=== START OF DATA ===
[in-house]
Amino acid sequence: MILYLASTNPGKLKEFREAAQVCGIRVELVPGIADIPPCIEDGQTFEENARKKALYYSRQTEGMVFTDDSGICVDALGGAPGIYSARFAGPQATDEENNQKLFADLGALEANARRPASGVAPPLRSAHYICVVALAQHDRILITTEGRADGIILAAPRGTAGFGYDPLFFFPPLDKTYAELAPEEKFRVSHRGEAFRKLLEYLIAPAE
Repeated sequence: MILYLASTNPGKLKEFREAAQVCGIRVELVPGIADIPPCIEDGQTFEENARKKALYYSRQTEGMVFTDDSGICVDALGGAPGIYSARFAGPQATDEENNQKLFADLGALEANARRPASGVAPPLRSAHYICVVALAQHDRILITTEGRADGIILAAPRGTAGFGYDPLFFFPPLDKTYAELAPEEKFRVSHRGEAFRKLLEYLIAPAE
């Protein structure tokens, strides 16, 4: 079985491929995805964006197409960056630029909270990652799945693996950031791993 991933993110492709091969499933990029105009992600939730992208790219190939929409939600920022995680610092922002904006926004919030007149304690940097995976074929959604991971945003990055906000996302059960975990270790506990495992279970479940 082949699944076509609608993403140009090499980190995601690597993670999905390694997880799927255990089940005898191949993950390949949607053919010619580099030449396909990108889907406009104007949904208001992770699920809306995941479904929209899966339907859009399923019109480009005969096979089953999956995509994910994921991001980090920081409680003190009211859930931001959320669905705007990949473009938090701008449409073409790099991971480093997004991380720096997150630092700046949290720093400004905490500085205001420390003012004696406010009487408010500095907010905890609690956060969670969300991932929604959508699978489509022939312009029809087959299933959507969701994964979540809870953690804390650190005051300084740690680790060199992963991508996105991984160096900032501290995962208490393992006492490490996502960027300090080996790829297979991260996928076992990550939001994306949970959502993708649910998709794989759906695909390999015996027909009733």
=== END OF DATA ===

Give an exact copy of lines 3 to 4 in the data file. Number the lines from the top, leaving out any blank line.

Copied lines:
Repeated sequence: MILYLASTNPGKLKEFREAAQVCGIRVELVPGIADIPPCIEDGQTFEENARKKALYYSRQTEGMVFTDDSGICVDALGGAPGIYSARFAGPQATDEENNQKLFADLGALEANARRPASGVAPPLRSAHYICVVALAQHDRILITTEGRADGIILAAPRGTAGFGYDPLFFFPPLDKTYAELAPEEKFRVSHRGEAFRKLLEYLIAPAE
């Protein structure tokens, strides 16, 4: 079985491929995805964006197409960056630029909270990652799945693996950031791993 991933993110492709091969499933990029105009992600939730992208790219190939929409939600920022995680610092922002904006926004919030007149304690940097995976074929959604991971945003990055906000996302059960975990270790506990495992279970479940 082949699944076509609608993403140009090499980190995601690597993670999905390694997880799927255990089940005898191949993950390949949607053919010619580099030449396909990108889907406009104007949904208001992770699920809306995941479904929209899966339907859009399923019109480009005969096979089953999956995509994910994921991001980090920081409680003190009211859930931001959320669905705007990949473009938090701008449409073409790099991971480093997004991380720096997150630092700046949290720093400004905490500085205001420390003012004696406010009487408010500095907010905890609690956060969670969300991932929604959508699978489509022939312009029809087959299933959507969701994964979540809870953690804390650190005051300084740690680790060199992963991508996105991984160096900032501290995962208490393992006492490490996502960027300090080996790829297979991260996928076992990550939001994306949970959502993708649910998709794989759906695909390999015996027909009733």